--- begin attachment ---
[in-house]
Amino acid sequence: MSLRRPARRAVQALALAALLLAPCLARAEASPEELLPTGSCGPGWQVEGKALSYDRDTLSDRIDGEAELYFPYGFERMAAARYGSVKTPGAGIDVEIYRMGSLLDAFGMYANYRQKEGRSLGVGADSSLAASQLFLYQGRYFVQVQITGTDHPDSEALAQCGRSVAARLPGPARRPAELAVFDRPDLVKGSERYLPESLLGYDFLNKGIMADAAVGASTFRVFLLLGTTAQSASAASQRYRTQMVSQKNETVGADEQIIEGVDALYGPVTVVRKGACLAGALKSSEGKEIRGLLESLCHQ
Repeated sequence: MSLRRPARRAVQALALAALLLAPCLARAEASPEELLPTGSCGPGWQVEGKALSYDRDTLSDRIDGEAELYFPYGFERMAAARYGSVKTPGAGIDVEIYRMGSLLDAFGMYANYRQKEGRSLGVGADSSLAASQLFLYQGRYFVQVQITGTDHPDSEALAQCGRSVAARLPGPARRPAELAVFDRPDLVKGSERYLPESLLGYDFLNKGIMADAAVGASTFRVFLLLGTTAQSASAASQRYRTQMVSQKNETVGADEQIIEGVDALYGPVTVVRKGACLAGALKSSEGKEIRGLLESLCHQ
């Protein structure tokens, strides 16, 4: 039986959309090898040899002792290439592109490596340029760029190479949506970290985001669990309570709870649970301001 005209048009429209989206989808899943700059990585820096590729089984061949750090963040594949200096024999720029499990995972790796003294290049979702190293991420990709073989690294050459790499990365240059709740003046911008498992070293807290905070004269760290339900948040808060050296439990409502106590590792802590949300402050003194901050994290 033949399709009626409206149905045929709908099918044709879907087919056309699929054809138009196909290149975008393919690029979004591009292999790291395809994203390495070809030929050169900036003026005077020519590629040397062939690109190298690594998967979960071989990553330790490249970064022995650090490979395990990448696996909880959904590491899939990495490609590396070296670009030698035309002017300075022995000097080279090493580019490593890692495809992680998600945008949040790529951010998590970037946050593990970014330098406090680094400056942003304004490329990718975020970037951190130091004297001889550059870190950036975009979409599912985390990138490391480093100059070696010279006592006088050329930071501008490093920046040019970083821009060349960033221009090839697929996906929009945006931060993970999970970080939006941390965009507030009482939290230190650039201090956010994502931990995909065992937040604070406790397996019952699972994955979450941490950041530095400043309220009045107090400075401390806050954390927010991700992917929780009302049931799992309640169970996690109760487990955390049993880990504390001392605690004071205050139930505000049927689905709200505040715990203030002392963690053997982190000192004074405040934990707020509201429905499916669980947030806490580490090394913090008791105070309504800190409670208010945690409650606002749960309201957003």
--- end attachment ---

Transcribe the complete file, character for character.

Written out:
[in-house]
Amino acid sequence: MSLRRPARRAVQALALAALLLAPCLARAEASPEELLPTGSCGPGWQVEGKALSYDRDTLSDRIDGEAELYFPYGFERMAAARYGSVKTPGAGIDVEIYRMGSLLDAFGMYANYRQKEGRSLGVGADSSLAASQLFLYQGRYFVQVQITGTDHPDSEALAQCGRSVAARLPGPARRPAELAVFDRPDLVKGSERYLPESLLGYDFLNKGIMADAAVGASTFRVFLLLGTTAQSASAASQRYRTQMVSQKNETVGADEQIIEGVDALYGPVTVVRKGACLAGALKSSEGKEIRGLLESLCHQ
Repeated sequence: MSLRRPARRAVQALALAALLLAPCLARAEASPEELLPTGSCGPGWQVEGKALSYDRDTLSDRIDGEAELYFPYGFERMAAARYGSVKTPGAGIDVEIYRMGSLLDAFGMYANYRQKEGRSLGVGADSSLAASQLFLYQGRYFVQVQITGTDHPDSEALAQCGRSVAARLPGPARRPAELAVFDRPDLVKGSERYLPESLLGYDFLNKGIMADAAVGASTFRVFLLLGTTAQSASAASQRYRTQMVSQKNETVGADEQIIEGVDALYGPVTVVRKGACLAGALKSSEGKEIRGLLESLCHQ
């Protein structure tokens, strides 16, 4: 039986959309090898040899002792290439592109490596340029760029190479949506970290985001669990309570709870649970301001 005209048009429209989206989808899943700059990585820096590729089984061949750090963040594949200096024999720029499990995972790796003294290049979702190293991420990709073989690294050459790499990365240059709740003046911008498992070293807290905070004269760290339900948040808060050296439990409502106590590792802590949300402050003194901050994290 033949399709009626409206149905045929709908099918044709879907087919056309699929054809138009196909290149975008393919690029979004591009292999790291395809994203390495070809030929050169900036003026005077020519590629040397062939690109190298690594998967979960071989990553330790490249970064022995650090490979395990990448696996909880959904590491899939990495490609590396070296670009030698035309002017300075022995000097080279090493580019490593890692495809992680998600945008949040790529951010998590970037946050593990970014330098406090680094400056942003304004490329990718975020970037951190130091004297001889550059870190950036975009979409599912985390990138490391480093100059070696010279006592006088050329930071501008490093920046040019970083821009060349960033221009090839697929996906929009945006931060993970999970970080939006941390965009507030009482939290230190650039201090956010994502931990995909065992937040604070406790397996019952699972994955979450941490950041530095400043309220009045107090400075401390806050954390927010991700992917929780009302049931799992309640169970996690109760487990955390049993880990504390001392605690004071205050139930505000049927689905709200505040715990203030002392963690053997982190000192004074405040934990707020509201429905499916669980947030806490580490090394913090008791105070309504800190409670208010945690409650606002749960309201957003």